Just settled back in after a visit to Iowa. No, I’m not running for President. I mention the trip because it’s a springboard into an issue I’ve wanted to blog on for some time — higher education costs.
I joined my extended family in Iowa City to celebrate the graduations of my nieces — Cecilia (Ceci) from high school and Lola from college. They’ll both be attending their first-choice schools — Georgetown University for Ceci and University of Iowa for Lola, where she’ll begin a doctoral program in physical therapy.
They’ve earned these opportunities. And, of course, we’re all delighted that they’ll move forward on the paths they’ve chosen. Hard to see how they could if their parents hadn’t prudently set money aside — or hadn’t had the extra to save.
The sticker price for Ceci’s freshman year — tuition, room and board only — will exceed the costs of my four years at a high-ranked private college. No way she could could earn more than a fraction while also attending her classes, keeping up with assigned readings, researching and writing the required papers, etc.
I’m not sure she could borrow enough to cover her college costs. If she could, the debt burden she’d graduate with would severely limit her career choices — especially, though not only those that require advanced degrees.
What got my going on this topic, however, is that Ceci’s college education would have cost more than mine if she’d enrolled in one of her home state universities.
That’s what Lola will do. And even if she were as poor as the proverbial church mouse, there’d be no federal grant to defray some portion of her tuition and other costs.
Back in the day, as my late husband Jesse used to say, education at a public university was virtually free for in-state students. I paid $75 a semester in fees for my graduate education at the University of California. Jesse also.
We finished up just in time. Then-Governor Ronald Reagan decided to hike the fees, instituting what was, for all intents and purposes, tuition.
Cal now officially charges tuition, as well as fees. These costs of attendance have grown over time. They’re now about $12,800 a year for in-state students. We can’t blame all this on Reagan, much as some of us would like to — and as some have.
All but three states are spending less, per student, than they were before the recession set in — thus passing on their budget crunches to their public colleges and universities. The institutions have responded by hiking tuition, as well as by cutting faculty positions, course offerings and other resources that help ensure both quality and breadth.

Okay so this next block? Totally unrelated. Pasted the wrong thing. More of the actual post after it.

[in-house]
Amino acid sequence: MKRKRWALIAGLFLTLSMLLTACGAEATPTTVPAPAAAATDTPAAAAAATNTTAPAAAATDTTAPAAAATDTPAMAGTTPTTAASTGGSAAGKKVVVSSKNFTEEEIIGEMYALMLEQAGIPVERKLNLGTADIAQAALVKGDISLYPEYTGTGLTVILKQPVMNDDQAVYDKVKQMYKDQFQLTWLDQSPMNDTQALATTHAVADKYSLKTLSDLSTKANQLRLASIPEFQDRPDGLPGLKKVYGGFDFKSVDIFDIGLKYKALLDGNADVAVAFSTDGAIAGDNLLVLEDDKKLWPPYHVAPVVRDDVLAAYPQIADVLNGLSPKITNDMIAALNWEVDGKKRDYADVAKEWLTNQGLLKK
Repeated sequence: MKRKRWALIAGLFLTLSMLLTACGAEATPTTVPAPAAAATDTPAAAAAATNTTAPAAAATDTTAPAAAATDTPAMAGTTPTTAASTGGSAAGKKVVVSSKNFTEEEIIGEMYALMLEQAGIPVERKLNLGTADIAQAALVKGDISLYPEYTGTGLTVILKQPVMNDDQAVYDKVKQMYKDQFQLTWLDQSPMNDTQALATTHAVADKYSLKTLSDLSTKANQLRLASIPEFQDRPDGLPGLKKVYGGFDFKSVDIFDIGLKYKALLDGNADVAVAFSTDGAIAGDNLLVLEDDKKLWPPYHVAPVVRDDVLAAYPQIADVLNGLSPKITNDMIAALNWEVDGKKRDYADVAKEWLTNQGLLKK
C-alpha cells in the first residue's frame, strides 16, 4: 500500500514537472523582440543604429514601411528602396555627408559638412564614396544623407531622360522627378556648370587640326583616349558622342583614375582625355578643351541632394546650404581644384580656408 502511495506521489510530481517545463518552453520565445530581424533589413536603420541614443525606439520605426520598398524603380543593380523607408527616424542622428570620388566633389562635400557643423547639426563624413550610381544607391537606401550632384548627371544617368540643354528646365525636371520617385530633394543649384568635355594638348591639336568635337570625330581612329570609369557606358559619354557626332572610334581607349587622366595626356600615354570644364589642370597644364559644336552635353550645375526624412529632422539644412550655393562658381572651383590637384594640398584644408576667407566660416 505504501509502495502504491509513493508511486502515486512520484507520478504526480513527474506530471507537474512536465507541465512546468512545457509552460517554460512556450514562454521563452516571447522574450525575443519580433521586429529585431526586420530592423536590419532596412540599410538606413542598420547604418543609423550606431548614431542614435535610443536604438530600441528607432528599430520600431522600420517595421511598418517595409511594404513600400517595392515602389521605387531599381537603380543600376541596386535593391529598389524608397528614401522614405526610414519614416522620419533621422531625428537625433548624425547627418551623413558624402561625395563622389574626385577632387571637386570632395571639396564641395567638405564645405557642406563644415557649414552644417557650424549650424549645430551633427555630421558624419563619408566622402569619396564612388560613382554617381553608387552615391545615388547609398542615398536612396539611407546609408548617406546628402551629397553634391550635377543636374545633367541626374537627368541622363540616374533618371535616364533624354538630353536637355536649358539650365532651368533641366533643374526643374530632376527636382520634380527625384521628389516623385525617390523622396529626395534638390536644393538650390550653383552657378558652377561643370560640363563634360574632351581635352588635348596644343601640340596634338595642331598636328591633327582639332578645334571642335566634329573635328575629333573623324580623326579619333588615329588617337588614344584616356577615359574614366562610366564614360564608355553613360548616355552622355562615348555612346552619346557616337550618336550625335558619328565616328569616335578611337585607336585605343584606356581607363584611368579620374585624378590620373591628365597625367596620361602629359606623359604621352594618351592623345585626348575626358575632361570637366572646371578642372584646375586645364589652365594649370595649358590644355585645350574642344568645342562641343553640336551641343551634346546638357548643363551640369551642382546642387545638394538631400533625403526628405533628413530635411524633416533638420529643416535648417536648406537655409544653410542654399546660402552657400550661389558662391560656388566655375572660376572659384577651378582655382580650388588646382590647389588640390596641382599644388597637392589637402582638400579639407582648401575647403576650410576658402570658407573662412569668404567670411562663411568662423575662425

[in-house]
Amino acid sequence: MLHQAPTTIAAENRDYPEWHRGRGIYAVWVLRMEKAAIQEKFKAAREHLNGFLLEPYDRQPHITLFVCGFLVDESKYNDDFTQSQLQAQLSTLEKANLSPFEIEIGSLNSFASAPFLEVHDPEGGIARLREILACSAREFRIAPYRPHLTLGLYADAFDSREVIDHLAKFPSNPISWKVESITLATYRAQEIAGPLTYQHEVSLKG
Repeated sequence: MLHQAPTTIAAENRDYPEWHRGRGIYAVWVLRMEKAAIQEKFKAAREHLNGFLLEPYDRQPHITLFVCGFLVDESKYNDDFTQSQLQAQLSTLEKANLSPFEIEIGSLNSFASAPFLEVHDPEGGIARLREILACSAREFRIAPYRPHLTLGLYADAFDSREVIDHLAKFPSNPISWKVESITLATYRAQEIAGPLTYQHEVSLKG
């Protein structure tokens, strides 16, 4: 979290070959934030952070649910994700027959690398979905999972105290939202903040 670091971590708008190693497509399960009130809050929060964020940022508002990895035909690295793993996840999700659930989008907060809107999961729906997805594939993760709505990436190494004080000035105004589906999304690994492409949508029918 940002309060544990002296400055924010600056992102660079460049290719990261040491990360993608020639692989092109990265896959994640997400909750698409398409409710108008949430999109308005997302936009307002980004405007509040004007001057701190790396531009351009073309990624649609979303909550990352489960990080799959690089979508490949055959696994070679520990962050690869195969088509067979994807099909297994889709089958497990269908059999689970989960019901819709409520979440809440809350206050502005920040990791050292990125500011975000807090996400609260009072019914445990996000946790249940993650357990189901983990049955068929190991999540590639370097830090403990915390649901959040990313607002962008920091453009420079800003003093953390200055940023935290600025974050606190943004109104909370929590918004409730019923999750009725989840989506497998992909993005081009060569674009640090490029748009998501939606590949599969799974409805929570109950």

Tuition at four-year public colleges has risen, on average, by 29% just since the 2007-8 school year. In six states, including California, increases top 60%.
These are only recent increases. States and their public higher education institutions began shifting costs to students well before the recession. Real dollar increases were, in fact, bigger three decades ago. But each before and since builds on all that came before.
As you may have read, Senator and Presidential-candidate Bernie Sanders has proposed a pair of bills that would, among other things, provide states with a large financial incentive to eliminate undergraduate tuition and fees at their public colleges and universities.
The Washington Post‘s Wonkblog wasted on time in telling us that the “free college” plan wouldn’t work. Others, including several Post columnists, argued against it for other reasons, e.g., diminished quality, unwarranted entitlement for high-income families.
Still others have argued — and for some time now — that the cost crunches universities face are of their own making. Administrative bloat, inordinate spending on athletics, reluctance to embrace technological substitutes for the traditional classroom model, etc.
I don’t want to wade into that thicket here. My point is simply that something should be done to again make higher education affordable for lower-income students and their families.
It wouldn’t reduce income inequality because that’s a function of how our system distributes the income our economy generates. It surely could increase economic mobility, however, especially for people born at the bottom of the income scale.
We’d still need to invest more — and smartly — in lower-level education and other programs that help level the playing field for children who don’t have the advantages that partly account for my nieces’ academic successes, e.g., ample, healthful food, decent, stable housing, safe neighborhoods, parents with the time, interest and education to read to them, help with homework, take them to interesting places, etc.
But children without these advantages have long graduated from high school with a sound foundation for further education. And they’ve gone on to graduate from public colleges and universities — some with flying colors and without the career-limiting debt burdens too many now face.
We’ve never had genuine equal educational opportunity in this country. We know a good bit about how to expand it. And in some ways, we are. But we need, among other things, to reverse the regression by restoring free — or near-free — public higher education.
This would not only comport with our widely-shared vision of the American dream. It would produce a high return on our tax dollar investment. We’d have a larger, more diverse bank of human capital. We need that, we’re told, to drive economic growth.
But we also need well-educated people free to follow their passion for social justice by providing services and advocacy for poor and near-poor people who, for various reasons, won’t have a college degree — and for their children, who might if we care to make that possible.